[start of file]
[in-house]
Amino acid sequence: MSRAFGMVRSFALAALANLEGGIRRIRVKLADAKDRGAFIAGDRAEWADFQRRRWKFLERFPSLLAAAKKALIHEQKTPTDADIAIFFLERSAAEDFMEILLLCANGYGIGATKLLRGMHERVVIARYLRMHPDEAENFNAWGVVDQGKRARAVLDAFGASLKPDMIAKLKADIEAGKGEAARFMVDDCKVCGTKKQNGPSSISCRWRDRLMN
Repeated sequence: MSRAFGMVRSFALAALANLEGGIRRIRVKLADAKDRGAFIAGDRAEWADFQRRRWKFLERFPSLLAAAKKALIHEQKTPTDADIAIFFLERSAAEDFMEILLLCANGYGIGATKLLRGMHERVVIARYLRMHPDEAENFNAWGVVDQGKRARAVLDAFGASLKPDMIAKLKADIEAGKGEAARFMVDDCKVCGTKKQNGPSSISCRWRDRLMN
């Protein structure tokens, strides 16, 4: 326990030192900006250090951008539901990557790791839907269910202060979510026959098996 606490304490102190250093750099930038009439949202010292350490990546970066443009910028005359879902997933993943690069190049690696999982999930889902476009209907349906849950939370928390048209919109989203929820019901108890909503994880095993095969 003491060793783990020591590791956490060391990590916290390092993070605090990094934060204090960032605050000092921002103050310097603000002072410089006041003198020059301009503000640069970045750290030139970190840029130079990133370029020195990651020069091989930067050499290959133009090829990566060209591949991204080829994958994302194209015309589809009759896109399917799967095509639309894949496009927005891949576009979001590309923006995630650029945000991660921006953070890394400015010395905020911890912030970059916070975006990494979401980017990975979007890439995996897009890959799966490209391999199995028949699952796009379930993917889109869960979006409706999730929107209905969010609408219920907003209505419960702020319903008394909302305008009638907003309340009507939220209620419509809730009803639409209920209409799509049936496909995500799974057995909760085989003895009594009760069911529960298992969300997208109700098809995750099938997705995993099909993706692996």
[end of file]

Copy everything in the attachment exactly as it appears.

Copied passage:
[in-house]
Amino acid sequence: MSRAFGMVRSFALAALANLEGGIRRIRVKLADAKDRGAFIAGDRAEWADFQRRRWKFLERFPSLLAAAKKALIHEQKTPTDADIAIFFLERSAAEDFMEILLLCANGYGIGATKLLRGMHERVVIARYLRMHPDEAENFNAWGVVDQGKRARAVLDAFGASLKPDMIAKLKADIEAGKGEAARFMVDDCKVCGTKKQNGPSSISCRWRDRLMN
Repeated sequence: MSRAFGMVRSFALAALANLEGGIRRIRVKLADAKDRGAFIAGDRAEWADFQRRRWKFLERFPSLLAAAKKALIHEQKTPTDADIAIFFLERSAAEDFMEILLLCANGYGIGATKLLRGMHERVVIARYLRMHPDEAENFNAWGVVDQGKRARAVLDAFGASLKPDMIAKLKADIEAGKGEAARFMVDDCKVCGTKKQNGPSSISCRWRDRLMN
């Protein structure tokens, strides 16, 4: 326990030192900006250090951008539901990557790791839907269910202060979510026959098996 606490304490102190250093750099930038009439949202010292350490990546970066443009910028005359879902997933993943690069190049690696999982999930889902476009209907349906849950939370928390048209919109989203929820019901108890909503994880095993095969 003491060793783990020591590791956490060391990590916290390092993070605090990094934060204090960032605050000092921002103050310097603000002072410089006041003198020059301009503000640069970045750290030139970190840029130079990133370029020195990651020069091989930067050499290959133009090829990566060209591949991204080829994958994302194209015309589809009759896109399917799967095509639309894949496009927005891949576009979001590309923006995630650029945000991660921006953070890394400015010395905020911890912030970059916070975006990494979401980017990975979007890439995996897009890959799966490209391999199995028949699952796009379930993917889109869960979006409706999730929107209905969010609408219920907003209505419960702020319903008394909302305008009638907003309340009507939220209620419509809730009803639409209920209409799509049936496909995500799974057995909760085989003895009594009760069911529960298992969300997208109700098809995750099938997705995993099909993706692996």